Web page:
Master’s Paul Speckmann is known for taking an idea and squeezing everything he can from it through repetition and then utilizing the most direct route to return to that idea. Though this mentality would fail many bands because the riffs didn’t have the necessary urgency and creativity to work. Bolt Thrower on the other hand took this approach and pushed it to the logical extreme as each individual riff became the central focus while narrative development was relegated to an afterthought despite somehow still being present. What made Bolt Thrower so intriguing was that they possessed powerful riffs that were caveman like and more often than not completely idiotic yet the band managed to soar where others failed miserably.
The greatest example of this is the opening riff to “World Eater” from Realm of Chaos. Starting with a simple chug of constant eighth notes that don’t even have the syncopation necessary to carry a groove. A one bar melody consisting a minor scale melody with a dissonant minor second added in for good measure before returning towards a whole bar of chugging. The chugging is repetitive, annoying and forces the listener to wait for something to happen and all the listener gets is a clumsy melody that stumbles around to create a whole greater than the sum of its parts. The melody integrates the dissonance and the chugging affirms the root note into the listener’s mind. The melody can be thought of as being four groups of two notes divided by chugs with a final grouping of four notes. The lone chugged notes add weight to each of the groups and should be considered as active pauses meaning that they provide a neutral tonality to allow each group to be properly appreciated without influencing the overall tonality. The groups are as follows:
Root note an octave higher followed by the minor second.
Minor second to minor third
Minor third to fourth
Minor second to minor third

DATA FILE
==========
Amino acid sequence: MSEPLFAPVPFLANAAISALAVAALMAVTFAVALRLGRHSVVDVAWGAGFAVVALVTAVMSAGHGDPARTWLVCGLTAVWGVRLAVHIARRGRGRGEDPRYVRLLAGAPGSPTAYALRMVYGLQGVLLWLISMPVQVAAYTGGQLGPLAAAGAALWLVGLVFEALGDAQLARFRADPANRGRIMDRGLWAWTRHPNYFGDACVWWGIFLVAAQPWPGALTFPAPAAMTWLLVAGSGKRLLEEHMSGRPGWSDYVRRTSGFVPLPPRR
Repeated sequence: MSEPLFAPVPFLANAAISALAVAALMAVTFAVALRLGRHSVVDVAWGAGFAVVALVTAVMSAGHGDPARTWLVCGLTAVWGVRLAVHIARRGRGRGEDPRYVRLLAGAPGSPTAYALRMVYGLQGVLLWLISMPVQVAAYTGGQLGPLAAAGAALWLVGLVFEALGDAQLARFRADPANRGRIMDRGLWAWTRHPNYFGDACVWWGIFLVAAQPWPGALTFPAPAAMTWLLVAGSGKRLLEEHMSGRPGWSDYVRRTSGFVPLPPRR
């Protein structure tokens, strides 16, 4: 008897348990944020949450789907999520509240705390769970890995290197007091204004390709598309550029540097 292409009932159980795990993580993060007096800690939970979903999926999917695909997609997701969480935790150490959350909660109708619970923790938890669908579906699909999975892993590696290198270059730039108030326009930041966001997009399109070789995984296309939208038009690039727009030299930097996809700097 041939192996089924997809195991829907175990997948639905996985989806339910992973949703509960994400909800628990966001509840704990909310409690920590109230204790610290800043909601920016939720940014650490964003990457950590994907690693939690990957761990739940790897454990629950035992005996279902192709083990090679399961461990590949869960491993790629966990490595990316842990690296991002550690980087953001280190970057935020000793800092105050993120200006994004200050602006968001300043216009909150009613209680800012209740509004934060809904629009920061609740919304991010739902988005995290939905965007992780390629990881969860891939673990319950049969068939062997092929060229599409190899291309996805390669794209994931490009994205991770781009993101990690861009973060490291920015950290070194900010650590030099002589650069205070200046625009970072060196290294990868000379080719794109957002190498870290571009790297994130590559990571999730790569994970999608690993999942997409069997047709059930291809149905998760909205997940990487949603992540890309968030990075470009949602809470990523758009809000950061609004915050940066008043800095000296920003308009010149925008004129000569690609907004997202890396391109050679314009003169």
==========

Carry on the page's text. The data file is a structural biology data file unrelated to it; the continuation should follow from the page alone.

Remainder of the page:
Minor second to minor third and then minor second to the root note.
Notice how the first note of each group corresponds to the last note of the previous group. This makes the awkward jumps with the dissonant minor second (most dissonant interval within an octave 16/15 ratio which is exceedingly high) glide fluidly within the melody. The minor second demands immediate resolution and the band do so quickly with the minor third which is a powerful tool for conveying grandeur in metal with its imperfect consonance. The melody then jumps to a fourth which is a neutral interval that keeps the momentum going for the band once again to take advantage of the minor second to minor third resolution. The band restate that transition before returning to the root note for stability. The harmonization that occurs later on is in fifths and thickens the riff as it divides the power chord onto two guitars. The band slowly build the anticipation and then utilize rapid cycles of tension and release that alternate between epic and violent that builds the theme of war in the listener’s mind
Bolt Thrower were constantly able to create great riffs by deconstructing metal to its simplest tools and then building from there in their idiosyncratic way that emphasized the expression of war. “World Eater” sets the bar low with its opening almost deliberately before crushing expectation with a real tour de force like a Space Marine slowly aiming between the eyes of an enemy Tyrannid and missing before messily hacking it with his chainsword from close. Even during their weaker later years, the band managed to utilize such methods albeit in a more digestible format but nevertheless Bolt Thrower show what War metal should have been in their grandiose depictions of the horrors of war and the glory attributed the victors.